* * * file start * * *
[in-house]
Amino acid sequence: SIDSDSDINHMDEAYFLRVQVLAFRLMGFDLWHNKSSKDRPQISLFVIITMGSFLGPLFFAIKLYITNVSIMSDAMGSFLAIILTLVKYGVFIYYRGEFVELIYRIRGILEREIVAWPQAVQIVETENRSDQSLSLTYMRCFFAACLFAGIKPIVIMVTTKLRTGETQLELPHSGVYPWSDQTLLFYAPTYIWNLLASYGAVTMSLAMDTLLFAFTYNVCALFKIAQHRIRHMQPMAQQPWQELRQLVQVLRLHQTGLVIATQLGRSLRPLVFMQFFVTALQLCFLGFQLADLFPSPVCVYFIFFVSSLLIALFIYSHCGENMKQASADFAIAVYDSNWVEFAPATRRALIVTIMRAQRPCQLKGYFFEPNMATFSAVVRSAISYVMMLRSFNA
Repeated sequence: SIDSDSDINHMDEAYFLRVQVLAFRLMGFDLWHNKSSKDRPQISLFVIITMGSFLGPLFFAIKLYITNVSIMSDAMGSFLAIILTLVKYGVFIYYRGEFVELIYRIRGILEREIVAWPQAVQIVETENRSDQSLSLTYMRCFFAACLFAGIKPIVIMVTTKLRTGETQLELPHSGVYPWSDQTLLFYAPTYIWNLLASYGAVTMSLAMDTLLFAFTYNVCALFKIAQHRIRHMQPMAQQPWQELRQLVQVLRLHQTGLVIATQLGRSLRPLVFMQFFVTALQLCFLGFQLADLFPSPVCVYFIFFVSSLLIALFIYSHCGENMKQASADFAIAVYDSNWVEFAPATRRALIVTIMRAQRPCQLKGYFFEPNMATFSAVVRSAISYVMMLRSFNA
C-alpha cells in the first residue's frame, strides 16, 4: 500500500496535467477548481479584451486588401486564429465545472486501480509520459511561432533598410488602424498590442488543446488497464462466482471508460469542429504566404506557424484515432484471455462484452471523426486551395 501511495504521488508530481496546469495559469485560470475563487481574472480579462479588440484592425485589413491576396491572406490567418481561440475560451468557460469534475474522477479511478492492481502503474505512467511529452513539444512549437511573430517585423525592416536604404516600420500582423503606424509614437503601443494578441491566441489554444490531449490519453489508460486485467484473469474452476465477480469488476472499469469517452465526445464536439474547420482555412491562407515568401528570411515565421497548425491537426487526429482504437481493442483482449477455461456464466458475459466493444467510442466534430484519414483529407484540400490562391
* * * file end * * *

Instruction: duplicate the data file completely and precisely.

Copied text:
[in-house]
Amino acid sequence: SIDSDSDINHMDEAYFLRVQVLAFRLMGFDLWHNKSSKDRPQISLFVIITMGSFLGPLFFAIKLYITNVSIMSDAMGSFLAIILTLVKYGVFIYYRGEFVELIYRIRGILEREIVAWPQAVQIVETENRSDQSLSLTYMRCFFAACLFAGIKPIVIMVTTKLRTGETQLELPHSGVYPWSDQTLLFYAPTYIWNLLASYGAVTMSLAMDTLLFAFTYNVCALFKIAQHRIRHMQPMAQQPWQELRQLVQVLRLHQTGLVIATQLGRSLRPLVFMQFFVTALQLCFLGFQLADLFPSPVCVYFIFFVSSLLIALFIYSHCGENMKQASADFAIAVYDSNWVEFAPATRRALIVTIMRAQRPCQLKGYFFEPNMATFSAVVRSAISYVMMLRSFNA
Repeated sequence: SIDSDSDINHMDEAYFLRVQVLAFRLMGFDLWHNKSSKDRPQISLFVIITMGSFLGPLFFAIKLYITNVSIMSDAMGSFLAIILTLVKYGVFIYYRGEFVELIYRIRGILEREIVAWPQAVQIVETENRSDQSLSLTYMRCFFAACLFAGIKPIVIMVTTKLRTGETQLELPHSGVYPWSDQTLLFYAPTYIWNLLASYGAVTMSLAMDTLLFAFTYNVCALFKIAQHRIRHMQPMAQQPWQELRQLVQVLRLHQTGLVIATQLGRSLRPLVFMQFFVTALQLCFLGFQLADLFPSPVCVYFIFFVSSLLIALFIYSHCGENMKQASADFAIAVYDSNWVEFAPATRRALIVTIMRAQRPCQLKGYFFEPNMATFSAVVRSAISYVMMLRSFNA
C-alpha cells in the first residue's frame, strides 16, 4: 500500500496535467477548481479584451486588401486564429465545472486501480509520459511561432533598410488602424498590442488543446488497464462466482471508460469542429504566404506557424484515432484471455462484452471523426486551395 501511495504521488508530481496546469495559469485560470475563487481574472480579462479588440484592425485589413491576396491572406490567418481561440475560451468557460469534475474522477479511478492492481502503474505512467511529452513539444512549437511573430517585423525592416536604404516600420500582423503606424509614437503601443494578441491566441489554444490531449490519453489508460486485467484473469474452476465477480469488476472499469469517452465526445464536439474547420482555412491562407515568401528570411515565421497548425491537426487526429482504437481493442483482449477455461456464466458475459466493444467510442466534430484519414483529407484540400490562391